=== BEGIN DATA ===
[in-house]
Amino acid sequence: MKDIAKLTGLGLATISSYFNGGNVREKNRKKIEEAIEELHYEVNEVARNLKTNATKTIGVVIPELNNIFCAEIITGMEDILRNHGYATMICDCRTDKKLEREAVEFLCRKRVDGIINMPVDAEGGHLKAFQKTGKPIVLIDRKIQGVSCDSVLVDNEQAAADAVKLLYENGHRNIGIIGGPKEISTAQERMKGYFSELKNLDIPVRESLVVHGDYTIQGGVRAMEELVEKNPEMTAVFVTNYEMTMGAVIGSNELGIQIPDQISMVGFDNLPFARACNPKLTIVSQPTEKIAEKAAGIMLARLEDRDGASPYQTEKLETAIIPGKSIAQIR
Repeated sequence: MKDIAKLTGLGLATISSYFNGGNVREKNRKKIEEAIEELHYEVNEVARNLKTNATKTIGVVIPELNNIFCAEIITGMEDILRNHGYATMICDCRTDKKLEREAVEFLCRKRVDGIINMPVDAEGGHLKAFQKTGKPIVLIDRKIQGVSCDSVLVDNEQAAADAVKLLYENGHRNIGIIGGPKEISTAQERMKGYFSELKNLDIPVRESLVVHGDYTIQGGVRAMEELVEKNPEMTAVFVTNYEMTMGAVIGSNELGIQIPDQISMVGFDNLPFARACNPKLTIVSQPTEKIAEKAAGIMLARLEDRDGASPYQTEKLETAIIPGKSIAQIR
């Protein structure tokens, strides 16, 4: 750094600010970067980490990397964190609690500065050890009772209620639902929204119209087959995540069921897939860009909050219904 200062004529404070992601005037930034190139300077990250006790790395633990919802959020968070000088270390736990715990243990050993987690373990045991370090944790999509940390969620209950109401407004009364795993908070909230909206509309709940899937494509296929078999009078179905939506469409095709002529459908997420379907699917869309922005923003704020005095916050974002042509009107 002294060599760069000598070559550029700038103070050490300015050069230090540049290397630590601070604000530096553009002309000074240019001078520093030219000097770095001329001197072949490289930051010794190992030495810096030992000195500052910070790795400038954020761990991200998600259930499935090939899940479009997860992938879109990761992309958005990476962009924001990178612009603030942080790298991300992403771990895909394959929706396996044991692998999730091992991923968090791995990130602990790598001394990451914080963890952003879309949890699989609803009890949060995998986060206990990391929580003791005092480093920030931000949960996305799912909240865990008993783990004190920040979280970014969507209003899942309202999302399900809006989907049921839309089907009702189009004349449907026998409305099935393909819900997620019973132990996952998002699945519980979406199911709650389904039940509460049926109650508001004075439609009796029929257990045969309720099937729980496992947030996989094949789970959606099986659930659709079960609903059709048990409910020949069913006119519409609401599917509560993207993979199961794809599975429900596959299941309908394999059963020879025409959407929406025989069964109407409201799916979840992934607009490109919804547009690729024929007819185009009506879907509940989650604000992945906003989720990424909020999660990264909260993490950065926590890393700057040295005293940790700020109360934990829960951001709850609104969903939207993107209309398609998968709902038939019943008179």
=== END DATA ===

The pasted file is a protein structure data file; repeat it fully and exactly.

[in-house]
Amino acid sequence: MKDIAKLTGLGLATISSYFNGGNVREKNRKKIEEAIEELHYEVNEVARNLKTNATKTIGVVIPELNNIFCAEIITGMEDILRNHGYATMICDCRTDKKLEREAVEFLCRKRVDGIINMPVDAEGGHLKAFQKTGKPIVLIDRKIQGVSCDSVLVDNEQAAADAVKLLYENGHRNIGIIGGPKEISTAQERMKGYFSELKNLDIPVRESLVVHGDYTIQGGVRAMEELVEKNPEMTAVFVTNYEMTMGAVIGSNELGIQIPDQISMVGFDNLPFARACNPKLTIVSQPTEKIAEKAAGIMLARLEDRDGASPYQTEKLETAIIPGKSIAQIR
Repeated sequence: MKDIAKLTGLGLATISSYFNGGNVREKNRKKIEEAIEELHYEVNEVARNLKTNATKTIGVVIPELNNIFCAEIITGMEDILRNHGYATMICDCRTDKKLEREAVEFLCRKRVDGIINMPVDAEGGHLKAFQKTGKPIVLIDRKIQGVSCDSVLVDNEQAAADAVKLLYENGHRNIGIIGGPKEISTAQERMKGYFSELKNLDIPVRESLVVHGDYTIQGGVRAMEELVEKNPEMTAVFVTNYEMTMGAVIGSNELGIQIPDQISMVGFDNLPFARACNPKLTIVSQPTEKIAEKAAGIMLARLEDRDGASPYQTEKLETAIIPGKSIAQIR
């Protein structure tokens, strides 16, 4: 750094600010970067980490990397964190609690500065050890009772209620639902929204119209087959995540069921897939860009909050219904 200062004529404070992601005037930034190139300077990250006790790395633990919802959020968070000088270390736990715990243990050993987690373990045991370090944790999509940390969620209950109401407004009364795993908070909230909206509309709940899937494509296929078999009078179905939506469409095709002529459908997420379907699917869309922005923003704020005095916050974002042509009107 002294060599760069000598070559550029700038103070050490300015050069230090540049290397630590601070604000530096553009002309000074240019001078520093030219000097770095001329001197072949490289930051010794190992030495810096030992000195500052910070790795400038954020761990991200998600259930499935090939899940479009997860992938879109990761992309958005990476962009924001990178612009603030942080790298991300992403771990895909394959929706396996044991692998999730091992991923968090791995990130602990790598001394990451914080963890952003879309949890699989609803009890949060995998986060206990990391929580003791005092480093920030931000949960996305799912909240865990008993783990004190920040979280970014969507209003899942309202999302399900809006989907049921839309089907009702189009004349449907026998409305099935393909819900997620019973132990996952998002699945519980979406199911709650389904039940509460049926109650508001004075439609009796029929257990045969309720099937729980496992947030996989094949789970959606099986659930659709079960609903059709048990409910020949069913006119519409609401599917509560993207993979199961794809599975429900596959299941309908394999059963020879025409959407929406025989069964109407409201799916979840992934607009490109919804547009690729024929007819185009009506879907509940989650604000992945906003989720990424909020999660990264909260993490950065926590890393700057040295005293940790700020109360934990829960951001709850609104969903939207993107209309398609998968709902038939019943008179």